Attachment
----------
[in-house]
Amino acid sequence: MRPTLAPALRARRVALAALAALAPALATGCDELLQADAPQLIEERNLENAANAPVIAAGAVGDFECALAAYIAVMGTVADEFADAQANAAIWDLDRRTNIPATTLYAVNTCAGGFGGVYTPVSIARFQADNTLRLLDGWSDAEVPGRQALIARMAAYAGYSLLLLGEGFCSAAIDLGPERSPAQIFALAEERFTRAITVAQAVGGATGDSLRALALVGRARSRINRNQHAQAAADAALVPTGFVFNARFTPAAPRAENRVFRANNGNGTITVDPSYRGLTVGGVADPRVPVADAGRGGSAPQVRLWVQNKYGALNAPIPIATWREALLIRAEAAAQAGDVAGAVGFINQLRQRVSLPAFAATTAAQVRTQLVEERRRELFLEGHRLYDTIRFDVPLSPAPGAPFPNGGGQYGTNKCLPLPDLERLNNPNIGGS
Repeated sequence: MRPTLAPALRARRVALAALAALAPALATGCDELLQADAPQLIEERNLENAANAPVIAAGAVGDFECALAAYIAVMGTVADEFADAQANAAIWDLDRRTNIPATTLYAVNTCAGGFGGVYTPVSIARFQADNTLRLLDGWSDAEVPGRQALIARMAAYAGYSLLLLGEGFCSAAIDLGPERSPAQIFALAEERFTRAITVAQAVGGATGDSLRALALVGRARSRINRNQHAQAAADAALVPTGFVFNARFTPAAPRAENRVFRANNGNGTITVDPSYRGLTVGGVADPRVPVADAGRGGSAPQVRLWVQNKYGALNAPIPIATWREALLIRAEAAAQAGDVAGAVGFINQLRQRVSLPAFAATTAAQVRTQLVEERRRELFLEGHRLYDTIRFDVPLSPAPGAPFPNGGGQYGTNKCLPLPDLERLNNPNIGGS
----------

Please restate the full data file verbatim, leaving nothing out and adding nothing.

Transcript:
[in-house]
Amino acid sequence: MRPTLAPALRARRVALAALAALAPALATGCDELLQADAPQLIEERNLENAANAPVIAAGAVGDFECALAAYIAVMGTVADEFADAQANAAIWDLDRRTNIPATTLYAVNTCAGGFGGVYTPVSIARFQADNTLRLLDGWSDAEVPGRQALIARMAAYAGYSLLLLGEGFCSAAIDLGPERSPAQIFALAEERFTRAITVAQAVGGATGDSLRALALVGRARSRINRNQHAQAAADAALVPTGFVFNARFTPAAPRAENRVFRANNGNGTITVDPSYRGLTVGGVADPRVPVADAGRGGSAPQVRLWVQNKYGALNAPIPIATWREALLIRAEAAAQAGDVAGAVGFINQLRQRVSLPAFAATTAAQVRTQLVEERRRELFLEGHRLYDTIRFDVPLSPAPGAPFPNGGGQYGTNKCLPLPDLERLNNPNIGGS
Repeated sequence: MRPTLAPALRARRVALAALAALAPALATGCDELLQADAPQLIEERNLENAANAPVIAAGAVGDFECALAAYIAVMGTVADEFADAQANAAIWDLDRRTNIPATTLYAVNTCAGGFGGVYTPVSIARFQADNTLRLLDGWSDAEVPGRQALIARMAAYAGYSLLLLGEGFCSAAIDLGPERSPAQIFALAEERFTRAITVAQAVGGATGDSLRALALVGRARSRINRNQHAQAAADAALVPTGFVFNARFTPAAPRAENRVFRANNGNGTITVDPSYRGLTVGGVADPRVPVADAGRGGSAPQVRLWVQNKYGALNAPIPIATWREALLIRAEAAAQAGDVAGAVGFINQLRQRVSLPAFAATTAAQVRTQLVEERRRELFLEGHRLYDTIRFDVPLSPAPGAPFPNGGGQYGTNKCLPLPDLERLNNPNIGGS